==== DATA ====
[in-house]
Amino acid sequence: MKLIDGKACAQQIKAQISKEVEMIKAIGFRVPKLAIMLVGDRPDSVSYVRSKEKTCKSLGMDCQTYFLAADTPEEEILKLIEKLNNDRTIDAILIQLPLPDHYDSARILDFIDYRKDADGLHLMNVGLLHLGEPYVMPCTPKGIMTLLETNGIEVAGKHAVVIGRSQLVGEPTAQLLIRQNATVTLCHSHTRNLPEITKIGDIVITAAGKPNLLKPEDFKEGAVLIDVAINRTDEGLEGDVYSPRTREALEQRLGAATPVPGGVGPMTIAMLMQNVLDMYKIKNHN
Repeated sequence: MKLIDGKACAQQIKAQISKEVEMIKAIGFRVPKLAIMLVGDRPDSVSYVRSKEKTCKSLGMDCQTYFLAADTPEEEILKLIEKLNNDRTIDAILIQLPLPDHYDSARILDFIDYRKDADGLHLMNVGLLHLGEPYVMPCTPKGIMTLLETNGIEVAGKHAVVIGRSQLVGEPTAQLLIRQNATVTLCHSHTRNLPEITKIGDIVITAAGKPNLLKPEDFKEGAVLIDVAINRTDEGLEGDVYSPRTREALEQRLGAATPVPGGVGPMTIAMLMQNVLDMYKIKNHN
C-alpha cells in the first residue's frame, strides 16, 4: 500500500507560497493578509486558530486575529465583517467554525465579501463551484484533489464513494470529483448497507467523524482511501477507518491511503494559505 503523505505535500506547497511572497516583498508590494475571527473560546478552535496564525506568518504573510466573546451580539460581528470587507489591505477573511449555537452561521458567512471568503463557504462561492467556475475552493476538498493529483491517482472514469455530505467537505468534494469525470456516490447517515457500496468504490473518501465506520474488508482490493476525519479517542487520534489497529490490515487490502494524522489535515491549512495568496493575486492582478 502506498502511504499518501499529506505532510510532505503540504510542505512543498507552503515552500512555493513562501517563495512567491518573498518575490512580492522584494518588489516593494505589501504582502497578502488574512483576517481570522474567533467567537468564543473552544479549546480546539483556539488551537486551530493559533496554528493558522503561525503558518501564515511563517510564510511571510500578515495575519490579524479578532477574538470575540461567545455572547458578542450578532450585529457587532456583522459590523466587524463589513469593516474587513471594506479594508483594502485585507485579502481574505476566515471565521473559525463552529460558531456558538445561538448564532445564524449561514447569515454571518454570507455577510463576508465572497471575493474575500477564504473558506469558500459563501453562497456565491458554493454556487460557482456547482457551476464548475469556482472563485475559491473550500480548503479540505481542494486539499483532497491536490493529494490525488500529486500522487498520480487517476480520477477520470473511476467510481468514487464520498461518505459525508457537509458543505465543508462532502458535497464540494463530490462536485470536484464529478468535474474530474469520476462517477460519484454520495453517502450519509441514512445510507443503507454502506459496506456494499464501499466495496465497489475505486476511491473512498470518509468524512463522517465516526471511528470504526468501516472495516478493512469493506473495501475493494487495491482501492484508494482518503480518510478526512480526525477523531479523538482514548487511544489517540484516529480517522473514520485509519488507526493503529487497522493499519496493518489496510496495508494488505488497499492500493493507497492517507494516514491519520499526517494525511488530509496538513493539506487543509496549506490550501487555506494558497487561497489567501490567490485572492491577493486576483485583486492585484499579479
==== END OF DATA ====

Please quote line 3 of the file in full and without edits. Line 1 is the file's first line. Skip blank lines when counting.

Repeated sequence: MKLIDGKACAQQIKAQISKEVEMIKAIGFRVPKLAIMLVGDRPDSVSYVRSKEKTCKSLGMDCQTYFLAADTPEEEILKLIEKLNNDRTIDAILIQLPLPDHYDSARILDFIDYRKDADGLHLMNVGLLHLGEPYVMPCTPKGIMTLLETNGIEVAGKHAVVIGRSQLVGEPTAQLLIRQNATVTLCHSHTRNLPEITKIGDIVITAAGKPNLLKPEDFKEGAVLIDVAINRTDEGLEGDVYSPRTREALEQRLGAATPVPGGVGPMTIAMLMQNVLDMYKIKNHN